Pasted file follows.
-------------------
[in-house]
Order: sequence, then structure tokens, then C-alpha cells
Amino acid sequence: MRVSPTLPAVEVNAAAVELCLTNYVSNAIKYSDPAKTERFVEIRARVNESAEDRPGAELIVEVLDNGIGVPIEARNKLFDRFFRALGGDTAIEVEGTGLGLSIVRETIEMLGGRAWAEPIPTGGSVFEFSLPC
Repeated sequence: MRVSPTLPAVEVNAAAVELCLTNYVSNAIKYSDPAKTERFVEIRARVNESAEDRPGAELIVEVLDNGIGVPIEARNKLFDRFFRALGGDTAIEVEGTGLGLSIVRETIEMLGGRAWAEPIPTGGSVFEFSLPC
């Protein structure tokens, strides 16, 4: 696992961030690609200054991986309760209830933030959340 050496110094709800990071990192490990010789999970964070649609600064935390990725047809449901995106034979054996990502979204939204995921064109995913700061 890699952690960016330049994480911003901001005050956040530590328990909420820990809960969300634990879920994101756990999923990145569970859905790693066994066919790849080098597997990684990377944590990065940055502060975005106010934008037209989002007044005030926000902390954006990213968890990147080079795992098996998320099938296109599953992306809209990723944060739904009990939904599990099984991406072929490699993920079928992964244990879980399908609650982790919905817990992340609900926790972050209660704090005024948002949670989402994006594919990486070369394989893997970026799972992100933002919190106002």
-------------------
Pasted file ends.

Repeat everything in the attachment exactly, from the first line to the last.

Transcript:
[in-house]
Order: sequence, then structure tokens, then C-alpha cells
Amino acid sequence: MRVSPTLPAVEVNAAAVELCLTNYVSNAIKYSDPAKTERFVEIRARVNESAEDRPGAELIVEVLDNGIGVPIEARNKLFDRFFRALGGDTAIEVEGTGLGLSIVRETIEMLGGRAWAEPIPTGGSVFEFSLPC
Repeated sequence: MRVSPTLPAVEVNAAAVELCLTNYVSNAIKYSDPAKTERFVEIRARVNESAEDRPGAELIVEVLDNGIGVPIEARNKLFDRFFRALGGDTAIEVEGTGLGLSIVRETIEMLGGRAWAEPIPTGGSVFEFSLPC
């Protein structure tokens, strides 16, 4: 696992961030690609200054991986309760209830933030959340 050496110094709800990071990192490990010789999970964070649609600064935390990725047809449901995106034979054996990502979204939204995921064109995913700061 890699952690960016330049994480911003901001005050956040530590328990909420820990809960969300634990879920994101756990999923990145569970859905790693066994066919790849080098597997990684990377944590990065940055502060975005106010934008037209989002007044005030926000902390954006990213968890990147080079795992098996998320099938296109599953992306809209990723944060739904009990939904599990099984991406072929490699993920079928992964244990879980399908609650982790919905817990992340609900926790972050209660704090005024948002949670989402994006594919990486070369394989893997970026799972992100933002919190106002």